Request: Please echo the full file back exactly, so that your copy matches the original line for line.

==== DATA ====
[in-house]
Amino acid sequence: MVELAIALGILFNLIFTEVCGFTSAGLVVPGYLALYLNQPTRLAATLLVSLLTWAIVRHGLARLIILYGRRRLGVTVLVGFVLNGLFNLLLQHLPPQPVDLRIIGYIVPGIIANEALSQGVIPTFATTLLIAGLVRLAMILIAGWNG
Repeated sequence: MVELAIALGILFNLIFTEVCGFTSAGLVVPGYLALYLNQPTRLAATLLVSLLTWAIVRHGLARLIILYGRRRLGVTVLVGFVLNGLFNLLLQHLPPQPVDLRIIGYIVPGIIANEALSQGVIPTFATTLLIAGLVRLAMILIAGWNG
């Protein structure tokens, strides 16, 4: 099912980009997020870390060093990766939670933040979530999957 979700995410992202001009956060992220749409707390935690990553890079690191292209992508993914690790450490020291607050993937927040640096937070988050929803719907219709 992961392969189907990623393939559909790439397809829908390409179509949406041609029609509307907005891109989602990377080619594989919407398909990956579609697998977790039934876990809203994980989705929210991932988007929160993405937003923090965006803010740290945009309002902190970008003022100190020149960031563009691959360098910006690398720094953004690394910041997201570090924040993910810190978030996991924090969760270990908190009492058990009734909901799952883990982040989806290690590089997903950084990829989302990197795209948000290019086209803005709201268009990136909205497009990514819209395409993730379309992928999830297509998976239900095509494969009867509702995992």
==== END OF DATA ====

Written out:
[in-house]
Amino acid sequence: MVELAIALGILFNLIFTEVCGFTSAGLVVPGYLALYLNQPTRLAATLLVSLLTWAIVRHGLARLIILYGRRRLGVTVLVGFVLNGLFNLLLQHLPPQPVDLRIIGYIVPGIIANEALSQGVIPTFATTLLIAGLVRLAMILIAGWNG
Repeated sequence: MVELAIALGILFNLIFTEVCGFTSAGLVVPGYLALYLNQPTRLAATLLVSLLTWAIVRHGLARLIILYGRRRLGVTVLVGFVLNGLFNLLLQHLPPQPVDLRIIGYIVPGIIANEALSQGVIPTFATTLLIAGLVRLAMILIAGWNG
């Protein structure tokens, strides 16, 4: 099912980009997020870390060093990766939670933040979530999957 979700995410992202001009956060992220749409707390935690990553890079690191292209992508993914690790450490020291607050993937927040640096937070988050929803719907219709 992961392969189907990623393939559909790439397809829908390409179509949406041609029609509307907005891109989602990377080619594989919407398909990956579609697998977790039934876990809203994980989705929210991932988007929160993405937003923090965006803010740290945009309002902190970008003022100190020149960031563009691959360098910006690398720094953004690394910041997201570090924040993910810190978030996991924090969760270990908190009492058990009734909901799952883990982040989806290690590089997903950084990829989302990197795209948000290019086209803005709201268009990136909205497009990514819209395409993730379309992928999830297509998976239900095509494969009867509702995992």